On Mon, Dec 14, 2009 at 10:28 AM, Carlo Marcelo Arenas Belon <care...@sajinet.com.pe> wrote: >> a) you are only concerned with redundancy and not looking for >> scalability - when I say scalability, I refer to the idea of maybe 3 or >> more gmetads running in parallel collecting data from huge numbers of agents > > what is the bottleneck here?, CPUs for polling or IO?, if IO using memory > would be most likely all you really need (specially considering RAM is really > cheap and RRDs are very small), if CPUs then there might be somethings we > can do to help with that, but vertical scalability is what gmetad has, and > for that usually means going to a bigger box if you hit the limit on the > current one.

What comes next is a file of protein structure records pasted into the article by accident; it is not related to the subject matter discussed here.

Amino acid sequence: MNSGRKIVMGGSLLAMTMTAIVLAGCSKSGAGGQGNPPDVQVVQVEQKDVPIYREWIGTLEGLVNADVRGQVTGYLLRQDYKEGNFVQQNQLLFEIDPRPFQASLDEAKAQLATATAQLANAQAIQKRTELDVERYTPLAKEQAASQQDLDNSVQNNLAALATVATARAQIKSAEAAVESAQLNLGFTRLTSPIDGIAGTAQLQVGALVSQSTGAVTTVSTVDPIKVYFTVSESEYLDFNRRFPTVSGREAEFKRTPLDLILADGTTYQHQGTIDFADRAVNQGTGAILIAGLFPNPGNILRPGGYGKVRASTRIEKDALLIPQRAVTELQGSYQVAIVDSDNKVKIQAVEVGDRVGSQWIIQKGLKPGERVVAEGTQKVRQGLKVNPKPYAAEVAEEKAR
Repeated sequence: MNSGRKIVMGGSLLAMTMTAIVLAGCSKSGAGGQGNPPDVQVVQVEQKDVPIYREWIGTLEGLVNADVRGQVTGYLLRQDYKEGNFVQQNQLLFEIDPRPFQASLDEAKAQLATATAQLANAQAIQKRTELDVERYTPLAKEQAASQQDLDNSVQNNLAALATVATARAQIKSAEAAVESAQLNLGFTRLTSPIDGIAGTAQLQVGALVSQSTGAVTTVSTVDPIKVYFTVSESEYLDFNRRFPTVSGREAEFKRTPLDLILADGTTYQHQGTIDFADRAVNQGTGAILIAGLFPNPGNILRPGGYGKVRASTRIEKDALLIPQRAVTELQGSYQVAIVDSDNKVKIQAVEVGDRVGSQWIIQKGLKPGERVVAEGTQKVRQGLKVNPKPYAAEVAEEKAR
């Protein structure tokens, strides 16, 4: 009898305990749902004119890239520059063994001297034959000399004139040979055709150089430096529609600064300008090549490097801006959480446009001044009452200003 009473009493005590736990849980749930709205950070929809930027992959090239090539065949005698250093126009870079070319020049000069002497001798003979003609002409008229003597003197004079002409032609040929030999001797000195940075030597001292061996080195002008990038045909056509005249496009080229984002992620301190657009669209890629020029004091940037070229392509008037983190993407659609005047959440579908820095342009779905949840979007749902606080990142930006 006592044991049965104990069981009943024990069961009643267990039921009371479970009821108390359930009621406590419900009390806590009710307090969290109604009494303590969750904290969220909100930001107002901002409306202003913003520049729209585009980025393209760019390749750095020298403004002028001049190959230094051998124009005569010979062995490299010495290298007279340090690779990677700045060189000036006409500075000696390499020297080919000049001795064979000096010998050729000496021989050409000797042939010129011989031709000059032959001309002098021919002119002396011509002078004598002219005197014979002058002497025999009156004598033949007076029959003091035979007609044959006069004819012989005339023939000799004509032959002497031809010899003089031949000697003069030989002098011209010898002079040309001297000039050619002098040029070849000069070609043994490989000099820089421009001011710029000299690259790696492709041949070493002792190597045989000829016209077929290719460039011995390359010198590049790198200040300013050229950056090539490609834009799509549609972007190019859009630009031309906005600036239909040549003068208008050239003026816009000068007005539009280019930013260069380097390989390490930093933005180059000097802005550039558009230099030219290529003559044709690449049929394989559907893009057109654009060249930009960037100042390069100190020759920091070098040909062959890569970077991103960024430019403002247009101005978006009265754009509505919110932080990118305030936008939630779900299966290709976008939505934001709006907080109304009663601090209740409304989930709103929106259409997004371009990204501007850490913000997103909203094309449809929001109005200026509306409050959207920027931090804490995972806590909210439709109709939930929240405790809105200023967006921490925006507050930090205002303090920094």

Ime cpu isnt' really a problem, the big load is I/O and indeed moving the rrds to a ramdisk is the most common solution with pretty decent results. > >> b) you can afford to have duplicate storage - if your storage >> requirements are huge (retaining a lot of historic data or lot's of data >> at short polling intervals), you may not want to duplicate everything > > if you are planning to store a lot of historic data then you should be > using instead some sort of database, not RRDs and so I think this shouldn't > be an issue unless you explode the RRAs and try to abuse the RRDs as a RDBMs I think there's a middle ground here that'd be interesting to explore, altho that's a different thread, but for kicks this is the gist: the common pattern for rrd storage is hour/day/month/year and I've always found it bogus. In many cases I've needed higher resolution (down to the second) for the last 5-20 minutes, then intervals of an hr to a couple hrs, then a day to three days and then a week to 3 weeks etc etc, which increases your storage requirements, but is imho not an abuse of rrd and still retains the many advantages of rrd over having to maintain a RDBMs. > Carlo > > PS. I like the ideas on this thread, don't get me wrong, just that I agree > with Vladimir that gmetad and RRDtool are probably not the sweet spot > (cost wise) for scalability work even if I also agree that the vertical > scalability of gmetad is suboptimal to say the least. sort of. If you're looking at where your resources go to compute and deal with large amount of data, I agree. If you look at what it costs you or if it's even possible to create a fully scalable and resilient ganglia based monitoring infrastructure, I disagree. -- "Behind every great man there's a great backpack" - B. ------------------------------------------------------------------------------ This SF.Net email is sponsored by the Verizon Developer Community Take advantage of Verizon's best-in-class app development support A streamlined, 14 day to market process makes app distribution fast and easy Join now and get one step closer to millions of Verizon customers http://p.sf.net/sfu/verizon-dev2dev _______________________________________________ Ganglia-developers mailing list Gangliafirstname.lastname@example.org https://lists.sourceforge.net/lists/listinfo/ganglia-developers